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First Night: Bestival, Isle of Wight

Teen spirits and ghost stories at Bestival's costume drama

The UK's festival season was put to bed last night at the Isle of Wight's Bestival, accompanied by the unlikeliest of lullabies from the dance-rockers and Sunday headliners The Prodigy. Fireworks erupted and a bonfire was lit behind the main stage at the end of The Prodigy's powerful set, offering a spectacular end to the weekend.

Bestival's founding father, the DJ Rob da Bank, celebrated its seventh and most popular year with the penultimate main stage slot, as night fell over the circus tents, castles, and treehouses adorning the site's hills and fields.

The event is as famous for its eccentric festivities as it is for its eclectic line-up, and the 48,000 festival-goers broke the record for the world's biggest costume party on Saturday, dressing up as everything from centaurs to oompa-loompas. Many of the bands got in on the act, too. Between beautiful renditions of radio favourites from the acclaimed album Sigh No More, the Mumford and Sons frontman Marcus Mumford told Bestival-goers: "I've been waiting to dress up as the three musketeers with my mates all my life, and you've given me the excuse."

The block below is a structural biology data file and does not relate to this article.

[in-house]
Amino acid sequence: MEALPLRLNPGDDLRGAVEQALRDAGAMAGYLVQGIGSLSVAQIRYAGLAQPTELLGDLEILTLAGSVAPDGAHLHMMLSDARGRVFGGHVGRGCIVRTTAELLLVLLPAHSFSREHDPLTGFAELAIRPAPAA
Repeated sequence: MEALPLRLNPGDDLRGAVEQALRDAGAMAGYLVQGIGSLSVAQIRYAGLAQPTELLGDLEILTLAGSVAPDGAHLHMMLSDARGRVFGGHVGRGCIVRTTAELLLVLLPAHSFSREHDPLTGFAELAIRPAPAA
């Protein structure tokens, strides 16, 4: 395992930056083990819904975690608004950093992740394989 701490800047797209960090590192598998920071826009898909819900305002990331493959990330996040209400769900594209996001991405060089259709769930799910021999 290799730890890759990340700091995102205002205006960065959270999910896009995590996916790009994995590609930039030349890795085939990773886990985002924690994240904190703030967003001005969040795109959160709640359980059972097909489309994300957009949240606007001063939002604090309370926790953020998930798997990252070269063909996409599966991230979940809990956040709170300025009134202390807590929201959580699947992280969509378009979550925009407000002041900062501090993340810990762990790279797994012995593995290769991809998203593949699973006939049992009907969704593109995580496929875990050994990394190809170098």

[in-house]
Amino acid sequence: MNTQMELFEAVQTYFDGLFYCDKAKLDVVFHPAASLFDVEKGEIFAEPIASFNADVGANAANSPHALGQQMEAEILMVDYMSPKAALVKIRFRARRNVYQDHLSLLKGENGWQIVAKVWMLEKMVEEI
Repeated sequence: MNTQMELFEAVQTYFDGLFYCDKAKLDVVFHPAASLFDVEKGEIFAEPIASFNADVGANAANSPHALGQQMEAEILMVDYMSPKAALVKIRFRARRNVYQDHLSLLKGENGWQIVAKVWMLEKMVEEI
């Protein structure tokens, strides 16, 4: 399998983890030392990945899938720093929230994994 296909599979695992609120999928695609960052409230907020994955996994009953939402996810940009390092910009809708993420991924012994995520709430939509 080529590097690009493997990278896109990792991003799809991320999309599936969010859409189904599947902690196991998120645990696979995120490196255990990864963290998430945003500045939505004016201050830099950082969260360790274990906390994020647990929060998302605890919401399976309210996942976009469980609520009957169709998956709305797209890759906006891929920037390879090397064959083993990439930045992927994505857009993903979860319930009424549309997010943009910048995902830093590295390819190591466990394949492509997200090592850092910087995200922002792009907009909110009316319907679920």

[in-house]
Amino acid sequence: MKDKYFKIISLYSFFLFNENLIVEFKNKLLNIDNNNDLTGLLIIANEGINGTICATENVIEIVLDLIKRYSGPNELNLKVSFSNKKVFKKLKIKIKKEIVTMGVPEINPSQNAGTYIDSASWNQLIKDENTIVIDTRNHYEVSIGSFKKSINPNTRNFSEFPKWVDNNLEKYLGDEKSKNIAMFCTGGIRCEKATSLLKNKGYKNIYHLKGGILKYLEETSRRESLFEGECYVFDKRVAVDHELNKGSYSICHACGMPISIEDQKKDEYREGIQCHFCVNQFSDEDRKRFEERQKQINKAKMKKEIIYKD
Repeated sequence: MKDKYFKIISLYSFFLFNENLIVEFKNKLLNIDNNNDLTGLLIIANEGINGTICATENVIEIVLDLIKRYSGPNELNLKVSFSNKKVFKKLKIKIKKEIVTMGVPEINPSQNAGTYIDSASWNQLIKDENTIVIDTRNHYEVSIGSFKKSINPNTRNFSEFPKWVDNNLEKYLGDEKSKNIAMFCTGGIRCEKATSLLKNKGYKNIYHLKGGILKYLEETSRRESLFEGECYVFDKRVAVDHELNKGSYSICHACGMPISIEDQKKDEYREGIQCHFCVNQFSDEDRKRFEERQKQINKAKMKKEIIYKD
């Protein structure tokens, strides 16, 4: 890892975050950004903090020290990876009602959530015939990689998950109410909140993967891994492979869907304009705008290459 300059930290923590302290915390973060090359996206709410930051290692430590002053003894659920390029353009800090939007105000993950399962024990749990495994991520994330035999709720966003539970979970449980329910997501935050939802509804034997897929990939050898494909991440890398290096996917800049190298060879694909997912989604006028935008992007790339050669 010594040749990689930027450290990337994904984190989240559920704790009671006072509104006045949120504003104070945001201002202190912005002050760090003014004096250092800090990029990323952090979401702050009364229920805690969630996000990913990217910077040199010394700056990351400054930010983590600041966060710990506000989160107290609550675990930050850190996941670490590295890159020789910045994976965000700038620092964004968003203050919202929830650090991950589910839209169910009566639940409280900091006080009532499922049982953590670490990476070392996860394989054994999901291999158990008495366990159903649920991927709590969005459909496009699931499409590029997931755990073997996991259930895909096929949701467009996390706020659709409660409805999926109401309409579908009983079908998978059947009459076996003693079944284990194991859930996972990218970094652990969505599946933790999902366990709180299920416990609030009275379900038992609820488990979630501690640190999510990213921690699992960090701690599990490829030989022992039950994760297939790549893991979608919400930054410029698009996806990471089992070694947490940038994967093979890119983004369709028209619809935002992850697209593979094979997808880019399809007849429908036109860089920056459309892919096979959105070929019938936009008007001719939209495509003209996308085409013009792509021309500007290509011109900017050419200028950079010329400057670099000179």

The line-up was as varied as the costumes, with the king of the wobbleboard, Rolf Harris, sharing the bill with the jazz-funk legend Gil Scott-Heron, and The xx, who performed on Friday night fresh from winning the Mercury Prize last week. Theirs was a powerful and emotional set featuring their full repertoire of soothing modern classics in the massively over-subscribed Big Top tent.

The crowds also descended for Friday's headliner Dizzee Rascal, who wowed the crowds with a succession of jazz, soul and rock-infused pop hits including "Dance With Me" and his own version of Nirvana's "Smells Like Teen Spirit".

However, one band which surprisingly had no problem with overcrowding was the hotly anticipated Roxy Music, who deftly performed a string of anthems including "Love is the Drug" on Saturday night. Led by a dapper Bryan Ferry, fans found themselves with too much room to move for a band credited as an inspiration for post-Seventies pop.

Other surprises of the weekend included a rain-drenched, main-stage set from up-and-coming Oxford quartet Stornoway, whose melancholy folk ballads and Isle of Wight ghost stories managed to hold on to an audience of thousands despite the downpour. Famed for the single "Radar Detector", the American pop band Darwin Deez displayed far more talent than the popular single suggests.

The highlight of the weekend was a storming set from the American psychedelic rockers The Flaming Lips. Taking to the stage in his signature inflatable zorb, the frontman, Wayne Coyne proceeded to roll out across the crowd of grinning, fancy dress-clad fans, epitomising the weekend with a trademark surreal performance.